There is a computer game which you may have heard of, if not played, called “The Elder Scrolls: Oblivion”. The game is a fantasy role-playing game set in a landscape which is not too dissimilar to Europe (in the sense that the game has trees and mountains and rivers, not in the sense that Europe is crawling with goblins, trolls and other unspeakable monsters). The game mechanics are largely tangential to this blog post, but it does have a feature called “fast-travel”. Basically, you can call up a map and click on a location you have already visited, and the game will take you there regardless of your current location, and adjust the time accordingly.
Now, one of the great features of the game is the way the landscape has been mapped out. There are rolling forests with believable positioning of trees, as well as the aforementioned rivers and mountains. A big part of the game is adventure and exploration. Occasionally you may come across a path which leads into the trees, and you think to yourself, I’ll follow this path and see where it leads. I mean, it could lead to treasure, or an undiscovered ruin, or an encounter with some local miscreants, but regardless, it is sure to be an exhilarating experience. And so you follow the path.
After a while, you may often find that the path just sort of ends. It becomes overgrown, less well defined. You continue anyway, as you think that it must have been leading somewhere and you think you can tell where it would go if it hadn’t vanished. And so you keep trekking through tall grass and trees, scrub and under-brush. After a while however, you realise that the path is genuinely going nowhere, so you decide to head back to town. Unfortunately, you’ve been wandering around in the wilderness for so long that you have absolutely no idea where you are, nor and clue how to get back to the path you originally followed to bring you to this point.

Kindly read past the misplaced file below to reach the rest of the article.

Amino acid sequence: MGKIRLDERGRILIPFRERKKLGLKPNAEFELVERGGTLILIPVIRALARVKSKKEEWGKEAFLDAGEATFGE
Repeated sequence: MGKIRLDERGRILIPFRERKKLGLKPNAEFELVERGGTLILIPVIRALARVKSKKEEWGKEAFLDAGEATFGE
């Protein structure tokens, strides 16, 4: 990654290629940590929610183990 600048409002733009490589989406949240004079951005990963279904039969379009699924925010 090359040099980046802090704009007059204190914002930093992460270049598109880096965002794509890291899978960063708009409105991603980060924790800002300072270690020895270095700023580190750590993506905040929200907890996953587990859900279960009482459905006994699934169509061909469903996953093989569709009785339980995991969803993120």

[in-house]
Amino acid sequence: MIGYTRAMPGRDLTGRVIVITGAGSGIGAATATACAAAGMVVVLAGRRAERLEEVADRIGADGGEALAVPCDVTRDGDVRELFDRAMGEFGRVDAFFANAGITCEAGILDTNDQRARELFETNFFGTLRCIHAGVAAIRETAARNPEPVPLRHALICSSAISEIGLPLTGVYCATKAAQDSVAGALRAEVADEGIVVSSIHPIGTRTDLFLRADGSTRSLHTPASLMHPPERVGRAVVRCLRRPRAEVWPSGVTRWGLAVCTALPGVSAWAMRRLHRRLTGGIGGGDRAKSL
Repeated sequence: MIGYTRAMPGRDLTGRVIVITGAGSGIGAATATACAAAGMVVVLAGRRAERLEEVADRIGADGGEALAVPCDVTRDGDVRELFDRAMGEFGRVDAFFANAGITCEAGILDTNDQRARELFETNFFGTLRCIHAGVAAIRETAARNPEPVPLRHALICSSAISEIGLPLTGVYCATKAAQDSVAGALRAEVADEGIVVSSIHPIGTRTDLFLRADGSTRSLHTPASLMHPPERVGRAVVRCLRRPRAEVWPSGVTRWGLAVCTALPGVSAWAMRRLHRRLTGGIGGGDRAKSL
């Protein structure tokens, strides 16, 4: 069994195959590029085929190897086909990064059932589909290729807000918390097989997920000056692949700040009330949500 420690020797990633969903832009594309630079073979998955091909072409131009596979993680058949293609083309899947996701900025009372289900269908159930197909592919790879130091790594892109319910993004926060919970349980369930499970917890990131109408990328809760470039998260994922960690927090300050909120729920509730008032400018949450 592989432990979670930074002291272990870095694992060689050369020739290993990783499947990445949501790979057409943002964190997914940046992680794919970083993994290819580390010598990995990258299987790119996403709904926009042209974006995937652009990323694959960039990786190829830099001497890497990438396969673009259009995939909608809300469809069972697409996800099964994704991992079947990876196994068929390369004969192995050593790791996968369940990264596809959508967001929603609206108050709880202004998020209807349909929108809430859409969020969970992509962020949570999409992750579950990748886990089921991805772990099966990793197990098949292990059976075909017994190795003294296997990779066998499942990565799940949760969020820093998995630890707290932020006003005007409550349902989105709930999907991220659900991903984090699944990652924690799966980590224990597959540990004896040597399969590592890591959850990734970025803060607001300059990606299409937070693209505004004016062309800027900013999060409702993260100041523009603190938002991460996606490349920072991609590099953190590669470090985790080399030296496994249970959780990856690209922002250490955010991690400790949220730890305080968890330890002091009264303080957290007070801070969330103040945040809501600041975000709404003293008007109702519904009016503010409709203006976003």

Never mind though, right, as you have fast-travel. Pop up that map, and click click, back in town you find yourself. It might be dark, but it was no hassle getting there.
Now, there are a number of woods near my home, with a number of streams therein, flowing into the river Avon which cuts through the landscape hereabouts. The woods look beautiful this time of year, and it was a gorgeous morning, so I decided to go for a run and explore the area around my new home. I found a path which led from close by my house into the woods, and ran along it. After a while it branched, with a large path heading up towards the road and a smaller path leading beneath the overpass and into the woods beyond. Guess which one I followed.
After a while the path became overgrown with long grass and nettles, but I could sort of make out the direction it was leading me in, so I carried on following it. The landscape was breathtaking, and it had been a while since I had been on an adventure. Ever onwards I charged, into the Lime trees that skirted the Avon.
Eventually, the path completely vanished. The nettles were waist high, and I had no idea where I was heading. Never mind, I thought, I’ll just head back the way I came. You can guess where this is heading, right? As I turned round, I realised that I had been traipsing through the wilderness for so long, I was completely disoriented, and there was no sign of the route that I had taken to get here.
But It’s OK, because I can just fast-travel… Oh wait. You can’t do that in real life, can you? Huh.
And so I made the decision to persevere through the nettles. On and on I pushed, legs screaming angrily from the welts which were appearing all over my shins. Eventually the venomous assault of the plants abated, and I climbed a small ridge which threw me out next to the road. I was a long way from home, but I knew where I was. What’s more, I had begun to mentally map out a nice morning cross-country training route. Better than any gym membership, for sure.
I took a more leisurely walk back through town, interspersed with a few bouts of faster running. Eventually I arrived home and collapsed into the welcoming arms of a tepid shower.
I think I like living here.